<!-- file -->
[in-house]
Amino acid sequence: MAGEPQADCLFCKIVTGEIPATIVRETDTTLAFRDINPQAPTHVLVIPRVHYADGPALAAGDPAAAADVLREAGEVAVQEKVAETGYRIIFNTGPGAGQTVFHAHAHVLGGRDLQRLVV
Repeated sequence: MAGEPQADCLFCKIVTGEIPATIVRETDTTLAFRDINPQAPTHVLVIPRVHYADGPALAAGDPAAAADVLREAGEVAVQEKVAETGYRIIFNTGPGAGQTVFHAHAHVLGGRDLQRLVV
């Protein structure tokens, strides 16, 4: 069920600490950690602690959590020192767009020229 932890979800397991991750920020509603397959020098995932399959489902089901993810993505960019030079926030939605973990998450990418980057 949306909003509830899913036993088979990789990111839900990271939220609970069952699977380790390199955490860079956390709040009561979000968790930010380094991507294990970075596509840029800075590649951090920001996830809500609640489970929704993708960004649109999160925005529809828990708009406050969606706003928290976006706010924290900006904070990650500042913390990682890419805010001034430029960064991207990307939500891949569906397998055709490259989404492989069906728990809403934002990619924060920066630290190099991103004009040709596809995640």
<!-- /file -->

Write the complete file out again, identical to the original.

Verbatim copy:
[in-house]
Amino acid sequence: MAGEPQADCLFCKIVTGEIPATIVRETDTTLAFRDINPQAPTHVLVIPRVHYADGPALAAGDPAAAADVLREAGEVAVQEKVAETGYRIIFNTGPGAGQTVFHAHAHVLGGRDLQRLVV
Repeated sequence: MAGEPQADCLFCKIVTGEIPATIVRETDTTLAFRDINPQAPTHVLVIPRVHYADGPALAAGDPAAAADVLREAGEVAVQEKVAETGYRIIFNTGPGAGQTVFHAHAHVLGGRDLQRLVV
């Protein structure tokens, strides 16, 4: 069920600490950690602690959590020192767009020229 932890979800397991991750920020509603397959020098995932399959489902089901993810993505960019030079926030939605973990998450990418980057 949306909003509830899913036993088979990789990111839900990271939220609970069952699977380790390199955490860079956390709040009561979000968790930010380094991507294990970075596509840029800075590649951090920001996830809500609640489970929704993708960004649109999160925005529809828990708009406050969606706003928290976006706010924290900006904070990650500042913390990682890419805010001034430029960064991207990307939500891949569906397998055709490259989404492989069906728990809403934002990619924060920066630290190099991103004009040709596809995640």